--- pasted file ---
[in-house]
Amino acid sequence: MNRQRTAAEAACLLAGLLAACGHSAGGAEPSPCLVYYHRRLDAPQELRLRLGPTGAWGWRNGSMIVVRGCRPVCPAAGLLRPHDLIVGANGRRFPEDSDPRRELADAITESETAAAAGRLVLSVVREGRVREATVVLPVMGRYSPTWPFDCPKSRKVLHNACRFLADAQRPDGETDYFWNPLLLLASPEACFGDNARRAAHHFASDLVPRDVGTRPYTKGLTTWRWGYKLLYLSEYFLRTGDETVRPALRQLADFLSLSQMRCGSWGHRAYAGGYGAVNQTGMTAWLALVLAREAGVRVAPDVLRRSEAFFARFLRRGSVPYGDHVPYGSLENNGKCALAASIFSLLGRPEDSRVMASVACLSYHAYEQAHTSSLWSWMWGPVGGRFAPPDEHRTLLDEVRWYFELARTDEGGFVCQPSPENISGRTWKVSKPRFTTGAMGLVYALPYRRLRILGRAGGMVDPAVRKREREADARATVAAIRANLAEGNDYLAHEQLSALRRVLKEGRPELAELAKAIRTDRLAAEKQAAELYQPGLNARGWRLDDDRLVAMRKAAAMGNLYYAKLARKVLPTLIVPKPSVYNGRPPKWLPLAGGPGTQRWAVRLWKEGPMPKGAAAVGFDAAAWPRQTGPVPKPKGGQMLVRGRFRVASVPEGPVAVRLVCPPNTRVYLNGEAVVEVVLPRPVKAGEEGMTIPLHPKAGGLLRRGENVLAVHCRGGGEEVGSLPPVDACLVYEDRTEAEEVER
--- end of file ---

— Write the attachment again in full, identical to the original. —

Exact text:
[in-house]
Amino acid sequence: MNRQRTAAEAACLLAGLLAACGHSAGGAEPSPCLVYYHRRLDAPQELRLRLGPTGAWGWRNGSMIVVRGCRPVCPAAGLLRPHDLIVGANGRRFPEDSDPRRELADAITESETAAAAGRLVLSVVREGRVREATVVLPVMGRYSPTWPFDCPKSRKVLHNACRFLADAQRPDGETDYFWNPLLLLASPEACFGDNARRAAHHFASDLVPRDVGTRPYTKGLTTWRWGYKLLYLSEYFLRTGDETVRPALRQLADFLSLSQMRCGSWGHRAYAGGYGAVNQTGMTAWLALVLAREAGVRVAPDVLRRSEAFFARFLRRGSVPYGDHVPYGSLENNGKCALAASIFSLLGRPEDSRVMASVACLSYHAYEQAHTSSLWSWMWGPVGGRFAPPDEHRTLLDEVRWYFELARTDEGGFVCQPSPENISGRTWKVSKPRFTTGAMGLVYALPYRRLRILGRAGGMVDPAVRKREREADARATVAAIRANLAEGNDYLAHEQLSALRRVLKEGRPELAELAKAIRTDRLAAEKQAAELYQPGLNARGWRLDDDRLVAMRKAAAMGNLYYAKLARKVLPTLIVPKPSVYNGRPPKWLPLAGGPGTQRWAVRLWKEGPMPKGAAAVGFDAAAWPRQTGPVPKPKGGQMLVRGRFRVASVPEGPVAVRLVCPPNTRVYLNGEAVVEVVLPRPVKAGEEGMTIPLHPKAGGLLRRGENVLAVHCRGGGEEVGSLPPVDACLVYEDRTEAEEVER